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Friday, July 19, 2024


    IGAD calls on the international community to intensify efforts to alleviate the drought in the Horn of Africa.

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    The international community is being urged by the Intergovernmental Authority on Development (IGAD) to allocate more funds to battling the drought wreaking havoc in the Horn of Africa.

    According to Dr. Workneh Gebeyehu, executive secretary of IGAD, the region has encountered exceptional difficulties over the past two years as a result of a chronic and protracted drought that has been characterised by five consecutive seasons with below-average rainfall.

    Food insecurity has worsened as a result of the situation’s impact on agricultural and livestock production.

    According to Dr. Gebeyehu, 70% of the 47 million people who experience severe food insecurity reside in Somalia, Kenya, and Ethiopia.

    Dr. Gebeyehu added, “We solemnly appeal to the international community to assist us in preventing a major humanitarian tragedy by allocating the necessary resources to save lives and livelihoods in the short-term, and continuing investing in resilience building in the medium and long-term.

    He said that recent significant rainfall may not accurately represent the season’s performance as a whole.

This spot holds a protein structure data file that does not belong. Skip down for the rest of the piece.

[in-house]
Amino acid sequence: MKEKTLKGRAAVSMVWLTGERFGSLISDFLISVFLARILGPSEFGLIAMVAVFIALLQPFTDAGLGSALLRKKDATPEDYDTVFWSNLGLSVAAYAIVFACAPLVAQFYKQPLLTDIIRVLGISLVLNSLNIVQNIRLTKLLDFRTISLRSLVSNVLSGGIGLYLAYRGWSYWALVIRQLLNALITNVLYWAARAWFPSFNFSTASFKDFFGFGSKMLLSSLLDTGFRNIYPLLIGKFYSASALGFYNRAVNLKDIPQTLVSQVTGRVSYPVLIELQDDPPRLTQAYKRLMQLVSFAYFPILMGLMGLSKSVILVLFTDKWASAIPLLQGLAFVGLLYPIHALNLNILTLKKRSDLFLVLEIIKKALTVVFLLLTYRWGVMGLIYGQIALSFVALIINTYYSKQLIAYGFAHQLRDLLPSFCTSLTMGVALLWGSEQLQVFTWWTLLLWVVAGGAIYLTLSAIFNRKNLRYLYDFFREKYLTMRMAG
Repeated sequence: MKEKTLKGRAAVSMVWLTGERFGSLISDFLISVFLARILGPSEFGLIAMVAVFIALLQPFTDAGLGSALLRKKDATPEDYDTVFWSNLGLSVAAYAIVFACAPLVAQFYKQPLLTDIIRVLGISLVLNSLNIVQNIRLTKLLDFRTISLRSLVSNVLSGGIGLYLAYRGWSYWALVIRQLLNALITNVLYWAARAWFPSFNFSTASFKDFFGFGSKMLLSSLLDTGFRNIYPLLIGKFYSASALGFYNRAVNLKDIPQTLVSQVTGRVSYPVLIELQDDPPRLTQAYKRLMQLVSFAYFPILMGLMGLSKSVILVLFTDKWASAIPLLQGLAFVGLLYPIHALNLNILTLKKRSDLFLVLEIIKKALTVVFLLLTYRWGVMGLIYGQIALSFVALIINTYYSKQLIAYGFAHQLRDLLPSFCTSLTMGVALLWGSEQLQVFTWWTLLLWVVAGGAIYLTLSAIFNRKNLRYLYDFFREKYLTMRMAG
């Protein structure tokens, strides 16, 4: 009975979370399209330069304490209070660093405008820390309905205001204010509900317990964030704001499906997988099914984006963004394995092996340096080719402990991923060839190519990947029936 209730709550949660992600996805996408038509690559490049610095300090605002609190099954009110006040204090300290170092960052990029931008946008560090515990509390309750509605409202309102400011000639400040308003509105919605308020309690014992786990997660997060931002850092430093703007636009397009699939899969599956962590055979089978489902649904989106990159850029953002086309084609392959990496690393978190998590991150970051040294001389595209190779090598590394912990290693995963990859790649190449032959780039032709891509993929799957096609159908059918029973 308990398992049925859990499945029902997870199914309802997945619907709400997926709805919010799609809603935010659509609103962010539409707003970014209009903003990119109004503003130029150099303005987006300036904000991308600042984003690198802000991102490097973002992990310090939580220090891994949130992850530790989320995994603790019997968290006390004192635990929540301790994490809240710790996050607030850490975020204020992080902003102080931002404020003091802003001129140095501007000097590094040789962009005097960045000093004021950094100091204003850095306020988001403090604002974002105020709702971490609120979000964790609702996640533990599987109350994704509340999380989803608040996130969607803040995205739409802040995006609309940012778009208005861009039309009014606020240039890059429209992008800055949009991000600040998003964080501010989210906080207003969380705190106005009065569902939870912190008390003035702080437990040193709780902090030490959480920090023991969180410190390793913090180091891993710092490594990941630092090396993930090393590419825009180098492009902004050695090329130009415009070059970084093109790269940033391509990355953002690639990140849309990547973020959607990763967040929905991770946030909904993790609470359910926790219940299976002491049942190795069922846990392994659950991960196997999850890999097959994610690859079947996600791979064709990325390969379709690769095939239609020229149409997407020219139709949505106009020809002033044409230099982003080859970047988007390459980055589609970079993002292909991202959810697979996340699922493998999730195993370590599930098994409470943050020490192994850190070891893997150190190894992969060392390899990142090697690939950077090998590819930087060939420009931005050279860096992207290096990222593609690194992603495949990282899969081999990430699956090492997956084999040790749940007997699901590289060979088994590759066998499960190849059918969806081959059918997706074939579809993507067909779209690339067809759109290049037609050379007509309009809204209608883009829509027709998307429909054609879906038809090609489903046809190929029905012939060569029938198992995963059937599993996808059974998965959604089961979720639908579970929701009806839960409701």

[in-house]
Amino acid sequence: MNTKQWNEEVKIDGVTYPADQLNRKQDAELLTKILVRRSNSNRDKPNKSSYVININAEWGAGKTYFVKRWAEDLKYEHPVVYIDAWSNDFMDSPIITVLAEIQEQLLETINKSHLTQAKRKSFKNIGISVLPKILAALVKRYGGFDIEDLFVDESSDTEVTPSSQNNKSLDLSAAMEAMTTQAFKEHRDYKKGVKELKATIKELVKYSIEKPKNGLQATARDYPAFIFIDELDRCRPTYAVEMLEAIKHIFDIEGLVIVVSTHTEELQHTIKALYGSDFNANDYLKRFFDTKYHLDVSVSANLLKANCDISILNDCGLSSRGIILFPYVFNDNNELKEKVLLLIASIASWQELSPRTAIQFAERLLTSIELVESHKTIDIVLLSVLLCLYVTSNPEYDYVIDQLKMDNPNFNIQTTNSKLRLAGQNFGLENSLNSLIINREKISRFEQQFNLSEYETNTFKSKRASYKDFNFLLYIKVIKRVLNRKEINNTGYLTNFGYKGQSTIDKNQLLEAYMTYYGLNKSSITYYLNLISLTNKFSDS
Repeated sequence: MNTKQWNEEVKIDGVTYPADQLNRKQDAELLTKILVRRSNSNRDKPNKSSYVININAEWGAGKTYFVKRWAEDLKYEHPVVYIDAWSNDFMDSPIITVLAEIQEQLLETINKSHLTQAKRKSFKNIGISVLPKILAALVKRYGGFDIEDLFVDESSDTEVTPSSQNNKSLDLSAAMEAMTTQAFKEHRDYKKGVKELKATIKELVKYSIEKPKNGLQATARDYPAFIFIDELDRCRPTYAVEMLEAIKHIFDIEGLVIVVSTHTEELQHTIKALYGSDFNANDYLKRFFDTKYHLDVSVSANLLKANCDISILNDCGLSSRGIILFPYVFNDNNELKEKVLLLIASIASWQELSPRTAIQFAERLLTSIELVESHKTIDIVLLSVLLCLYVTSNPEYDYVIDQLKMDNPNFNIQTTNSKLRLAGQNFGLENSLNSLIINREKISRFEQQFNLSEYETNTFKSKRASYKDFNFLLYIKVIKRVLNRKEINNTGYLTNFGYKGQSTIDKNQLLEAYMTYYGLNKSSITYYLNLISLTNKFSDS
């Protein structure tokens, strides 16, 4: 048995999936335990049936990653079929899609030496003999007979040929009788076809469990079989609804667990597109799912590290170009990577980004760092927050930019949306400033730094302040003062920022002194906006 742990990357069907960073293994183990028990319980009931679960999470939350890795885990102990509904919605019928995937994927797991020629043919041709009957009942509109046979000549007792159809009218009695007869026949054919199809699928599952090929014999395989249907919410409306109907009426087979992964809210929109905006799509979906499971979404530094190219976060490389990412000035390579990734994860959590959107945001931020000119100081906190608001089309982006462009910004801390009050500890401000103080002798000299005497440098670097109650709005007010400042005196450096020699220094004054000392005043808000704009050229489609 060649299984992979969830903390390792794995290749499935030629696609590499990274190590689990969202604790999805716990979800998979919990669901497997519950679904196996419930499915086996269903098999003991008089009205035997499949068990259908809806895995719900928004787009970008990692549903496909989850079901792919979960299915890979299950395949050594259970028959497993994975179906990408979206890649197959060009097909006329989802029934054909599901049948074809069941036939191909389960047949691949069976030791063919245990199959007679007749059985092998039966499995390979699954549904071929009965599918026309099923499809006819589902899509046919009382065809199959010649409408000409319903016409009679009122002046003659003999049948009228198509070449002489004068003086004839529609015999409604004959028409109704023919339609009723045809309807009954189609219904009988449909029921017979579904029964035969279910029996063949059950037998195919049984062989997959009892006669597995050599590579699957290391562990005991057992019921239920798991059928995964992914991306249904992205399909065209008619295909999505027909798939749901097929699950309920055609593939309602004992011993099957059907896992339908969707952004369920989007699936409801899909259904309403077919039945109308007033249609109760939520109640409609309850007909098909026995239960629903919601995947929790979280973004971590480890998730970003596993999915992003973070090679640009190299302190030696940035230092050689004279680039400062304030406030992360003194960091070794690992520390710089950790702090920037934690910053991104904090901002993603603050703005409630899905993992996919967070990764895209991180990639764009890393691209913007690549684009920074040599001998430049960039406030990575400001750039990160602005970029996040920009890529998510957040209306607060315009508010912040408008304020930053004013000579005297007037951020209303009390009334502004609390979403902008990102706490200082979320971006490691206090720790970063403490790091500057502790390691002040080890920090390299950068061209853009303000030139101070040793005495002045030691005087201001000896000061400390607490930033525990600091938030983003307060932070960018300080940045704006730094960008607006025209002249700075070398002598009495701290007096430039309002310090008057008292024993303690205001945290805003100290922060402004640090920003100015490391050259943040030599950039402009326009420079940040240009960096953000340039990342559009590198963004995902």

According to Gebeyehu, the extreme drought has caused significant water and pasture shortages, forced one million people to relocate, and killed over 10 million animals and other species.

    Dr. Gebeyehu cautions that there is a serious risk of starvation in several pastoral and agropastoral regions of Ethiopia, Kenya, and Somalia.

    According to him, Kenya needs US$378 million to feed, water, and immunize the impacted counties through October 2023, while Ethiopia, Kenya’s neighbor, needs US$710 million to cover crucial sectoral needs over the next four months.

    Dr. Gebeyehu continues by stating that Somalia needs US$1.6 billion to help the drought-affected areas and internally displaced people by providing them with food and non-food goods (IDPs).

    He remarked, “We must try to prevent future disasters from having such devastating repercussions as our recovery would require resources and time.”

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